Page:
By Guy Page
Several cost-of-power factors inside and outside of Vermont could raise the cost of Vermont’s electricity. These factors vary in impact. Some are related to Vermont Yankee, others are not. But taken together they strongly suggest upward pressure on the cost of Vermont electricity.
Every ratepayer in Vermont will be assessed a new, flat 55 cent per month fee to support the Vermont Clean Energy Development Fund (VCEDF), under a House bill expected to pass this session. To date VCEDF has been funded mostly by Vermont Yankee and a one-time infusion of federal stimulus funds. The Vermont Yankee share is scheduled to discontinue when the plant’s license expires in March 2012.
The cost of New England “grid” power is expected to increase. Demand for electricity is expected to increase from the actual 2009 peak of 960 megawatts by 23% to 1180 MW by 2018 [ISO-New England, http://www.iso-ne.com/pubs/pubcomm/pres_spchs/2010/vt_senate_finance_committee_ppt.pdf, pg. 23]. Even if Vermont Yankee’s license is extended and Vermont utilities agree to buy another 270 megawatts beyond March 2012, increased demand will create a large gap in the state’s power portfolio. Without Vermont Yankee, utilities must find at least 400 megawatts from sources as yet undetermined. The process to address this energy challenge (and others) in a revised state energy plan was outlined Tuesday, March 22 by Vermont Public Service Department Commissioner Elizabeth Miller. The final document will be ready in October, she said.
Most informed observers, including utility spokespersons and Vermont Public Service Board Chair James Volz, point to the likely source of replacement power as the ISO-New England grid, comprised mostly of natural gas, nuclear, and coal-fired independent power operators. Grid power prices are likely to rise, for at least three distinct possible reasons: replacing Vermont Yankee’s contribution with more expensive power, paying for regional transmission improvements, and the projected increase in the cost of natural gas.
Rate increases due to the higher cost of replacement power – Eric Wilkinson, external affairs representative for ISO – New England, told members of the Vermont Energy Partnership at a March 24 luncheon in Montpelier that neither he nor ISO-New England have a position for or against relicensing Vermont Yankee. Minutes later he said:
“If Vermont Yankee is out of commission, one potential issue is that more expensive generation might need to come on to take over the generation from Vermont Yankee. Ratepayers will have to pay the additional cost of that additional generation. We feel that if Vermont Yankee is out of service that might put an overall increase into general electric rates. They are a low-cost resource, so if they are gone other resources will have to come on….generally speaking their [Vermont Yankee’s] costs are much lower than the other takers….We can expect some rather heated discussions about whose ratepayers will have to pick up those costs in the future.”
Rate increases due to transmission reliability challenges – Vermont Yankee’s unique geographical location in the New England power grid will affect transmission reliability if the plant goes offline, because the plant controls voltage for much of New England, Wilkinson said. Considerable transmission changes would be required to maintain current levels of reliability. ISO-NE is studying the problem and expects to release data and conclusions in several stages, beginning in April and concluding in August, Wilkinson said. Some improvements will be necessary regardless of Vermont Yankee’s status, but problems will be more severe without the plant, he said.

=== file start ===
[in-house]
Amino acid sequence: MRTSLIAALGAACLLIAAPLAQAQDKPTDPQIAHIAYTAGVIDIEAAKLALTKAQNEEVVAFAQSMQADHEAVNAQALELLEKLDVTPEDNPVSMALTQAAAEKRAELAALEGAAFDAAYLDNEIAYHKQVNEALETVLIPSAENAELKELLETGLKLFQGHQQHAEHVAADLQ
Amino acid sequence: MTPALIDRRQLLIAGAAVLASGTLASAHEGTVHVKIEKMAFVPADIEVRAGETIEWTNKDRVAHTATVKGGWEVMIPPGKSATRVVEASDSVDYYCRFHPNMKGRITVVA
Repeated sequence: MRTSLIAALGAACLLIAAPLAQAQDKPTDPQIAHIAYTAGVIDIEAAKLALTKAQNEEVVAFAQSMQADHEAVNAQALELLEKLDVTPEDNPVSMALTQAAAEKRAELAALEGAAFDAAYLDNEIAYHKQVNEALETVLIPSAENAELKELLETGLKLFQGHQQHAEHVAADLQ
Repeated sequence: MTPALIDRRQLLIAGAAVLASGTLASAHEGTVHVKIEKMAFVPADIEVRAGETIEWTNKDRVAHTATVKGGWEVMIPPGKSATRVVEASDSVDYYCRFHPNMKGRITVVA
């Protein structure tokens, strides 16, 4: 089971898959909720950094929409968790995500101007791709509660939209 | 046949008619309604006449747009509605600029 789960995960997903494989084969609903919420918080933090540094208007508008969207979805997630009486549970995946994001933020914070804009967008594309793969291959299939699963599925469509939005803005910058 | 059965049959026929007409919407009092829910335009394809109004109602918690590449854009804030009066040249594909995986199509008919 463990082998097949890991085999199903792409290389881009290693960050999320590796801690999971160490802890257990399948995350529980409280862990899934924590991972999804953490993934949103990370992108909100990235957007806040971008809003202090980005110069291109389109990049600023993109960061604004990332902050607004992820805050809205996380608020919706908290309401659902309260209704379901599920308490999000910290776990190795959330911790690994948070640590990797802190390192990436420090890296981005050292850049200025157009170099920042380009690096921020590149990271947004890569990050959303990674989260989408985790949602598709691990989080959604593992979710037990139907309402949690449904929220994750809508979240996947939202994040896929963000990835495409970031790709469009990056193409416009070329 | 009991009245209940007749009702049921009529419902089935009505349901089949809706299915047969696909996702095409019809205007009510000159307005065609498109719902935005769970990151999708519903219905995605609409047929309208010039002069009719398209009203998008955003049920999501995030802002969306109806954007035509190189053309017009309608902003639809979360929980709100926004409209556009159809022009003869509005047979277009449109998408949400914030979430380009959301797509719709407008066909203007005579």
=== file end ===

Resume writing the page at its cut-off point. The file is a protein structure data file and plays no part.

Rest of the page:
ISO-NE regulations require that the cost for transmission improvements and, if needed, new construction be borne equally by all states according to their power usage. However, Wilkinson acknowledged that this practice may be questioned by other states: “We can easily foresee some of the other states not being particularly happy with that, and we can foresee some discussion of that.” Clearly that discussion would include financial consequences to Vermont for allowing Vermont Yankee to close.
Also of interest, but of less certain rate impact, are developments in fossil-fuel generation in New England. Wilkinson said several older oil-fired plants are scheduled for retirement. As a result the grid’s electricity surplus will be smaller in the future. Also, the U.S. Environmental Protection Agency announced March 16 that coal-fired plants must meet new emission guidelines. The fired power plants as the region’s highest single-point sources of smog and acid rain emissions.
Rate increases due to the projected increase in the cost of natural gas. In recent years, New England ratepayers have benefited from the sharp drop in the cost of natural gas. According to the U.S. Energy Information Administration, a measured, steady increase in natural gas prices is expected: see pg. 27 of “Annual Energy Outlook 2011”, Dec. 2010, (http://www.eia.gov/neic/speeches/newell_12162010.pdf. The buffering effects of the declining price of natural gas will be no longer be available to utilities that are also buying more costly forms of electricity.
What do these developments mean to Vermonters? Given the likely increase in the cost of electricity, Vermont policymakers must redouble their efforts to find low-cost power alternatives.
The Vermont Energy Partnership (www.vtep.org) is a diverse group of more than 90 business, labor, and community leaders committed to finding clean, affordable and reliable electricity solutions. Its mission is to educate policy makers, the media, businesses, and the general public about why electricity is imperative for prosperity, and about the optimal solutions to preserve and expand our electricity network. Entergy, owner of Vermont Yankee, is a member of the Vermont Energy Partnership.